My mother and I are sat in a room. We’re playing on an iPad. I’m making her do a quiz. I just want her to finish the quiz. A woman who I think is related to me, she’s Bengali but dresses English and wears a nose ring and has very stylised hair, somehow she has the answer but I can’t work out where she fits. I think she might be related to me.

Georgina, you’ve got to let me out. Please, please, I love you. You have to let me out. Please. I’ll never keep anything from you again. Please, you’ve got to let me out. Please. Please let me out. Or give me some paper, at least. I need more than one sheet. This isn’t enough. Please, you’ve got to give me some paper. I need my mum. Why won’t you let me be near my mother? She’s in the other room. She’s not a doctor, she’s my mum. My mother is a doctor too.

Were you really talking about tantric sex? I looked it up. I couldn’t believe you were talking about it. I look up, coyly. Yeah, I was. We are alone in my room. The lights are dimmed, it is atmospheric. There are shrieks from somewhere else on the ward. Hold on, I need to go and see what that’s about. I’ll be back. It is late, past midnight. The lights in my room have been dimmed and could pass for mood lighting. He is so stupid. He stays in my room, talking to me until late into the night. He wraps me in a blanket. We are alone. He has broken some rules, I think he knows. But he stays, and we talk. I introduce him to Cathy and Georgina when they next visit. They’re amused. They raise their eyebrows: nice to see that you’ve made some friends. He keeps coming to my room and asking me questions but soon I pretend to be able to read and he watches as I fall asleep. When I am out, I go to the GUM clinic and get a pregnancy test.


'You’re in Mile End Hospital. You’re safe. They’re treating you. You’re not well.’ This was the gist of messages from friends that I managed to contact using the on-ward iPad that helped me to emerge from my missing month. Initially, I was confused, as I pieced together the puzzle of my confinement. Where I was, why I had ended up there, how long I had been a prisoner. Slowly, as the reality that most of us share returned to me, I felt like I had ruined my life.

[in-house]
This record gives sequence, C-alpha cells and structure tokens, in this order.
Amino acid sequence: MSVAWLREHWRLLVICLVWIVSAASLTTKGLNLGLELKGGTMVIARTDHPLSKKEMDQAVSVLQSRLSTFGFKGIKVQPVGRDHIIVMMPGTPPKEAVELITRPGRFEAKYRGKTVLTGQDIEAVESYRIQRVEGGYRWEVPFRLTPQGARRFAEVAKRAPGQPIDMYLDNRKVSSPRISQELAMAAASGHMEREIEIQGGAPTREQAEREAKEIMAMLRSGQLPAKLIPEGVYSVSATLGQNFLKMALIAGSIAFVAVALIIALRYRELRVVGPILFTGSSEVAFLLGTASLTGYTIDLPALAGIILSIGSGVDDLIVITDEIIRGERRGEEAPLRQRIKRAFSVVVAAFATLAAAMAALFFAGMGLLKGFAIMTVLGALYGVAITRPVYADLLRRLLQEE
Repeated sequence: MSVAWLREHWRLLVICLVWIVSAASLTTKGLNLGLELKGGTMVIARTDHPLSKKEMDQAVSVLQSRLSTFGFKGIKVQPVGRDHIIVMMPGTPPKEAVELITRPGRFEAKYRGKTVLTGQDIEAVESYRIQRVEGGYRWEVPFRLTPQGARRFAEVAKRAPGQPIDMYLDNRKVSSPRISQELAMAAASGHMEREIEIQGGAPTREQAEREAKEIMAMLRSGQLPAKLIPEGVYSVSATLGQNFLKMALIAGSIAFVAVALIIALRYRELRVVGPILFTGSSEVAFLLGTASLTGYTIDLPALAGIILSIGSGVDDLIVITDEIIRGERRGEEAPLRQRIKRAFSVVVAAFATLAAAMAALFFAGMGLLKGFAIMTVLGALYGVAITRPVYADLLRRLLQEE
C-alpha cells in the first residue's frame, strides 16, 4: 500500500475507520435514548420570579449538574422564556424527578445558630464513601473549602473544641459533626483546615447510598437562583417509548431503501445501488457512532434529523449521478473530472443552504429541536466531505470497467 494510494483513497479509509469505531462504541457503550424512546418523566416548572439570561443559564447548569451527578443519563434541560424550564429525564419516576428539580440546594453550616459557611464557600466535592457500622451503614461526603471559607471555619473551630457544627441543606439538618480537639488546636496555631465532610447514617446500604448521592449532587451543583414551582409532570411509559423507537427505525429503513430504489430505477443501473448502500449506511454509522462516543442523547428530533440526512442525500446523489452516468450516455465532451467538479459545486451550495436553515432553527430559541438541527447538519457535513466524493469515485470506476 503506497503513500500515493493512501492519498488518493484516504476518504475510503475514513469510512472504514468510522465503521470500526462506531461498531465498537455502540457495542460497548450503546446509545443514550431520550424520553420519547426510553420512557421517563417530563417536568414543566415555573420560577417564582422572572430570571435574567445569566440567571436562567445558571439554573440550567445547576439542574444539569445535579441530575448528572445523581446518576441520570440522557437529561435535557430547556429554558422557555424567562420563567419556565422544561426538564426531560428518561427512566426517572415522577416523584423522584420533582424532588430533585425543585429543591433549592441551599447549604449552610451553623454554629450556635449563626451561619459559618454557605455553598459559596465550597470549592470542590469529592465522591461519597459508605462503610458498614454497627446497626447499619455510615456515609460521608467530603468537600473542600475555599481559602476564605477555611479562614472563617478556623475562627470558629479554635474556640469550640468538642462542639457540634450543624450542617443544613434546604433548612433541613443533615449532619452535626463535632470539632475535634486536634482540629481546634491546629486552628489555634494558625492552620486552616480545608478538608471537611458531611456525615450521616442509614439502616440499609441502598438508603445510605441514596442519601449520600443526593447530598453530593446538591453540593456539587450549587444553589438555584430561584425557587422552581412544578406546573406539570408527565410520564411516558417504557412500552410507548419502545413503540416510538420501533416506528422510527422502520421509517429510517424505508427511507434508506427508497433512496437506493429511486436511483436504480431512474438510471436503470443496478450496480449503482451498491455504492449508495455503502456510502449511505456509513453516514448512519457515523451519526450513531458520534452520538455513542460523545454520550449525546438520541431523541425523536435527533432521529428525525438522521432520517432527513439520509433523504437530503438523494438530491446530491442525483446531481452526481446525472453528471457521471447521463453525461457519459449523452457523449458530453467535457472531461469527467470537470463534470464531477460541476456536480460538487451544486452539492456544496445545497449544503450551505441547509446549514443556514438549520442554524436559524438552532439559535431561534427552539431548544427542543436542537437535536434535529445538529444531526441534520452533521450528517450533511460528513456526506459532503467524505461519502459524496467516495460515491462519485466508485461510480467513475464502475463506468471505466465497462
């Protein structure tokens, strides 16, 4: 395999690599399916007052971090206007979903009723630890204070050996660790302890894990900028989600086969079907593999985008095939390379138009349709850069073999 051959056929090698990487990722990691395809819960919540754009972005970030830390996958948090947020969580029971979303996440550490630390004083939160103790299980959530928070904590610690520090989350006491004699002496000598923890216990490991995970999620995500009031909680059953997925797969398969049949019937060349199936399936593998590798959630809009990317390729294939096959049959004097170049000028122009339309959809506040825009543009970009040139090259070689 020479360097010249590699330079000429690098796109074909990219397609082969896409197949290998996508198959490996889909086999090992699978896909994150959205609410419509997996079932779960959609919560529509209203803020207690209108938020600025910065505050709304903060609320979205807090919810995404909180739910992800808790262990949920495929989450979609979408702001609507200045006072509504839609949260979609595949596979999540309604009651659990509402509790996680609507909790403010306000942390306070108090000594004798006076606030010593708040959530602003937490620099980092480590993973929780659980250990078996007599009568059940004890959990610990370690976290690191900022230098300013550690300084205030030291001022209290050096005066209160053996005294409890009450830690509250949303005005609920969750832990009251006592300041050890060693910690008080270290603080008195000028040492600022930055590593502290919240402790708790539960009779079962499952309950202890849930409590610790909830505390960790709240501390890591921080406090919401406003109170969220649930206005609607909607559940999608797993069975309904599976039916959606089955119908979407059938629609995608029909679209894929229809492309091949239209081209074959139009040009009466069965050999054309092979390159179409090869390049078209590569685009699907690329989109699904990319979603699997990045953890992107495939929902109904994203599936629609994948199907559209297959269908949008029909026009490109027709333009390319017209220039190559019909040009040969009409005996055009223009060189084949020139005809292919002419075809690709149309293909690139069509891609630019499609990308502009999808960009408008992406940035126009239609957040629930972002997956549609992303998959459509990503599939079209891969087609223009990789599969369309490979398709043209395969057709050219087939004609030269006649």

In the weeks and months that followed, this feeling intensified as I found myself unable to simply pick up where I’d left off. I was unemployed, vulnerable, and hopelessly embarrassed. I tried a raft of different anti-psychotic medicines, hoops I had to jump through in an effort to convince a team of mental health professionals that I didn’t need to be medicated to stay in the world. Writing this now, six months later, I still feel an acute sense of nauseous shame to think of it. Regaining my position pre-psychosis has taken time, and effort, and I’m shy of where I was before it: I will never get back that September, all those Almodovar tickets I bought, that spa trip, that birthday. This experience can never be undone.

There is one positive to be gleaned from the ordeal: it's undeniably given me something to write about. Of course, there's the experience of being a mental health inpatient, what it's like to have amnesia of a significant period of your life, what it's like to have something big and terrible and unusual occur in an otherwise unremarkable existence. People are curious and I'm at peace (just) with the fact that I'm now the friend of a friend who had a bad trip, the anecdote worthy of a Guardian experience. But that's not what I mean: my delusions themselves are the really juicy topics.